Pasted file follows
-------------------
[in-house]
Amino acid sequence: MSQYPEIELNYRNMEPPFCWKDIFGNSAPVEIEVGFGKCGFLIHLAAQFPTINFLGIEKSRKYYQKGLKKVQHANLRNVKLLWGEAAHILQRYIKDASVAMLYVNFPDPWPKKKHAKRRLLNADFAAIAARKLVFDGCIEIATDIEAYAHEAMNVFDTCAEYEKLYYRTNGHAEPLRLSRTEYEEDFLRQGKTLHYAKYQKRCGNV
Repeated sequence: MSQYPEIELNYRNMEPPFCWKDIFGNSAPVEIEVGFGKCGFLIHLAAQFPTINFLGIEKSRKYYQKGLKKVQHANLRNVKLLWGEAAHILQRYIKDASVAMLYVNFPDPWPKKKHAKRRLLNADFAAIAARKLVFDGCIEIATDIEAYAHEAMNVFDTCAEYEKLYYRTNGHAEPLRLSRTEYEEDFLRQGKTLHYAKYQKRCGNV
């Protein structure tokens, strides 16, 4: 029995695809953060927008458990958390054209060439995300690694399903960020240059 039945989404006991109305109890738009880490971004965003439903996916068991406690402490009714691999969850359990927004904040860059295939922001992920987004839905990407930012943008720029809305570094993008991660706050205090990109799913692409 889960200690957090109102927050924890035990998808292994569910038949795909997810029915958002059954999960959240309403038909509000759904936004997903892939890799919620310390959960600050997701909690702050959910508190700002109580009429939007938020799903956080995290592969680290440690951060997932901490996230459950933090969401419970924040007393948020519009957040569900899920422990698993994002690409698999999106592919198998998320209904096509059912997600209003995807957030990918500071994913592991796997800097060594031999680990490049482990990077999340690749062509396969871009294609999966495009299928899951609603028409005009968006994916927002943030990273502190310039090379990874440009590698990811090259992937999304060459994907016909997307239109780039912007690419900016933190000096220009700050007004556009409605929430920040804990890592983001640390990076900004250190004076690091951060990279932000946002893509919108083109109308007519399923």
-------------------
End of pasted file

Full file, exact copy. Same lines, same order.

[in-house]
Amino acid sequence: MSQYPEIELNYRNMEPPFCWKDIFGNSAPVEIEVGFGKCGFLIHLAAQFPTINFLGIEKSRKYYQKGLKKVQHANLRNVKLLWGEAAHILQRYIKDASVAMLYVNFPDPWPKKKHAKRRLLNADFAAIAARKLVFDGCIEIATDIEAYAHEAMNVFDTCAEYEKLYYRTNGHAEPLRLSRTEYEEDFLRQGKTLHYAKYQKRCGNV
Repeated sequence: MSQYPEIELNYRNMEPPFCWKDIFGNSAPVEIEVGFGKCGFLIHLAAQFPTINFLGIEKSRKYYQKGLKKVQHANLRNVKLLWGEAAHILQRYIKDASVAMLYVNFPDPWPKKKHAKRRLLNADFAAIAARKLVFDGCIEIATDIEAYAHEAMNVFDTCAEYEKLYYRTNGHAEPLRLSRTEYEEDFLRQGKTLHYAKYQKRCGNV
């Protein structure tokens, strides 16, 4: 029995695809953060927008458990958390054209060439995300690694399903960020240059 039945989404006991109305109890738009880490971004965003439903996916068991406690402490009714691999969850359990927004904040860059295939922001992920987004839905990407930012943008720029809305570094993008991660706050205090990109799913692409 889960200690957090109102927050924890035990998808292994569910038949795909997810029915958002059954999960959240309403038909509000759904936004997903892939890799919620310390959960600050997701909690702050959910508190700002109580009429939007938020799903956080995290592969680290440690951060997932901490996230459950933090969401419970924040007393948020519009957040569900899920422990698993994002690409698999999106592919198998998320209904096509059912997600209003995807957030990918500071994913592991796997800097060594031999680990490049482990990077999340690749062509396969871009294609999966495009299928899951609603028409005009968006994916927002943030990273502190310039090379990874440009590698990811090259992937999304060459994907016909997307239109780039912007690419900016933190000096220009700050007004556009409605929430920040804990890592983001640390990076900004250190004076690091951060990279932000946002893509919108083109109308007519399923």